Ultrasound imaging uses high frequency sound waves transmitted through a handheld device to examine your organs, tissues, and blood vessels. X-ray imaging uses a small amount of radiation, passing it through a body part, to see your bones and the spaces between them. One looks at the soft tissues of your body and the other looks at the hard parts, but they are often used together to diagnose a problem.
A musculoskeletal (MSK) ultrasound is a specialized exam that looks specifically at your muscles and joints. MSK ultrasound technologists have special training in looking at muscles, some ligaments, nerves, and tendons. A radiologist will interpret these images to determine if they are normal or not.
Anyone can have an MSK ultrasound. These exams aren’t limited to athletes or young people; if you have pain or a concern with your joints or muscles, an MSK ultrasound may be appropriate.
An MSK ultrasound may help determine the source of your muscle or joint symptoms. For example, if you have a lump that you are concerned about, we will examine if it’s fluid-filled or solid, where it’s located, and if it’s attached to anything. Each answer can lead to the appropriate treatment, or to further investigation.
If an injury to your tendon or muscle is suspected, we can see if it’s intact or torn. Ultrasound can help determine the extent of the injury, sometimes clarify if surgery is indicated, and assess how well these injuries are healing.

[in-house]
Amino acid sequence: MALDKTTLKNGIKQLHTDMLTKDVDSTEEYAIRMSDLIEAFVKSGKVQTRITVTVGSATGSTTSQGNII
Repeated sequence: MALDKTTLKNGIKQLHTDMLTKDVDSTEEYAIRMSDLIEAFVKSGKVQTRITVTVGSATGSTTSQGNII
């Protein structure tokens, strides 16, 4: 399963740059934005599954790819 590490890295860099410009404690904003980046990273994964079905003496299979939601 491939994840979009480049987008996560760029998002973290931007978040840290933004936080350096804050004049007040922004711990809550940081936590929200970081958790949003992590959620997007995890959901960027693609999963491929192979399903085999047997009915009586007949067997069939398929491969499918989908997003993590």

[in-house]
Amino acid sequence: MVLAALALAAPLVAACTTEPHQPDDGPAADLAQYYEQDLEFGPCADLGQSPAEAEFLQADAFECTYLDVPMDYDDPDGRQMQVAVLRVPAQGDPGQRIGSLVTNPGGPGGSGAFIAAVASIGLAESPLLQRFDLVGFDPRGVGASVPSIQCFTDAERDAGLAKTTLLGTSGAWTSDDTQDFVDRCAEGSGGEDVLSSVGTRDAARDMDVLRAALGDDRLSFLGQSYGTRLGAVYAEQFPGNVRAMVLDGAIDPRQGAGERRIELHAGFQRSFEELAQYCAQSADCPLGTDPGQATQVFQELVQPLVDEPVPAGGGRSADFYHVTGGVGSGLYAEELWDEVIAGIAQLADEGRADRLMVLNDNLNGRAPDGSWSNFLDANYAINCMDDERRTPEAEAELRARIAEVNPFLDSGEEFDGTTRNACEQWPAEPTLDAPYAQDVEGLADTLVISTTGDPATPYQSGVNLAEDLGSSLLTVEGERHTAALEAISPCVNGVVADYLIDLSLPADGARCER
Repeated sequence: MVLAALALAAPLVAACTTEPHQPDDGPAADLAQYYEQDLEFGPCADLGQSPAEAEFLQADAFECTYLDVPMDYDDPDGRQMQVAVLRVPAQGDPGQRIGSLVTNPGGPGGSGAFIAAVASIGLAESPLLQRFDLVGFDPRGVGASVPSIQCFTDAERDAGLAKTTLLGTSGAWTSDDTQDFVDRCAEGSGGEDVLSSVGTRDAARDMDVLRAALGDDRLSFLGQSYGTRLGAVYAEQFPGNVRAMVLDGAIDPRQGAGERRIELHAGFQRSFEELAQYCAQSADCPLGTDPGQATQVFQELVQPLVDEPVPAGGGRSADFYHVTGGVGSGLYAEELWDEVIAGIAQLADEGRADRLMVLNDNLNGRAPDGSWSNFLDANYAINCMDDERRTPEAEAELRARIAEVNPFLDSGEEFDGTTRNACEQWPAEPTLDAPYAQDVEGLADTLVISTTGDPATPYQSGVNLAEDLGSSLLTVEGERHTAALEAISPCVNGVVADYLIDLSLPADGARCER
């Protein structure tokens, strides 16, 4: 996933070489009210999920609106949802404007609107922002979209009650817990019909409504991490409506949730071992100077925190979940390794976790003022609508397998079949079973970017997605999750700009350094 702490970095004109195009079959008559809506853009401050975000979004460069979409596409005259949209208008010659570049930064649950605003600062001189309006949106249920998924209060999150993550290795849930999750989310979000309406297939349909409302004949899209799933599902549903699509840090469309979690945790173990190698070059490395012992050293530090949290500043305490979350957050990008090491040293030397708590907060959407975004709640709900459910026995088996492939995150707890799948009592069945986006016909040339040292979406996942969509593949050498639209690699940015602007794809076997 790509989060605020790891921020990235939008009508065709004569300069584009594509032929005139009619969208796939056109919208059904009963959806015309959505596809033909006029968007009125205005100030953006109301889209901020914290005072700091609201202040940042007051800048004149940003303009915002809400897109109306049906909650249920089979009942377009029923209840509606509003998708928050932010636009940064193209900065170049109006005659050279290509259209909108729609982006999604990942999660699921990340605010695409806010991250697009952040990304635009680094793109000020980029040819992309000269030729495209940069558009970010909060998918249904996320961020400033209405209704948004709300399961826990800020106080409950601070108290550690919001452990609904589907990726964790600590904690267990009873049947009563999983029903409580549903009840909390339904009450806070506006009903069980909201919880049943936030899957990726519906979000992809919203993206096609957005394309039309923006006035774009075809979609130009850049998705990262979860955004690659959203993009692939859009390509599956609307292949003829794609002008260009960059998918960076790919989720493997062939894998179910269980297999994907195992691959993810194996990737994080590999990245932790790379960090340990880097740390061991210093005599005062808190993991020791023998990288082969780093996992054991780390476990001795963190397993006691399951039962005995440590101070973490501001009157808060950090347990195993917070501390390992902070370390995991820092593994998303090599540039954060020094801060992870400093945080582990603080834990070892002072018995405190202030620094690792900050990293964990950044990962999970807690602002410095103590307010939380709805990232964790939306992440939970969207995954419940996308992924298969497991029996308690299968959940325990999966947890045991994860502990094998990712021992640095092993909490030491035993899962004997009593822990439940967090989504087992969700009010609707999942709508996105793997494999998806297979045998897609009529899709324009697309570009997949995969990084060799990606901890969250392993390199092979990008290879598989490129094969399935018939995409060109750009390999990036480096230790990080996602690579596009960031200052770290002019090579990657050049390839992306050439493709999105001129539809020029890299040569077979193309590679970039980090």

Some common diagnoses that may be evaluated by an MSK ultrasound include:
Ultrasound can allow the technologist and radiologist to watch your anatomy move in real time, such as examining how tendons move around joints, and if a joint separates when stressed. Plus, as the patient, you can show us exactly where you feel your symptoms, so we can pinpoint your area of concern at the time of imaging.
Ultrasound doesn’t use radiation, so it can be safely performed on all patients including pregnant women and babies. Compared to other types of imaging, it is also very portable.
Mayfair Diagnostics has 12 locations across Calgary which provide ultrasound services, as well as one in Cochrane and one in Regina. For more information about the different types of ultrasound exams and what to expect during your exam, please visit our services page.
Petscavage-Thomas, Jonelle (2014) “Clinical applications of dynamic functional musculoskeletal ultrasound.” Department of Radiology, Penn State Hershey Medical Center. www.dovepress.com. Accessed October 3, 2022.
Wang, Q. et al. (2017) “Quantitative Analysis of Musculoskeletal Ultrasound: Techniques and Clinical Applications.” Biomed Research International. Accessed October 3, 2022.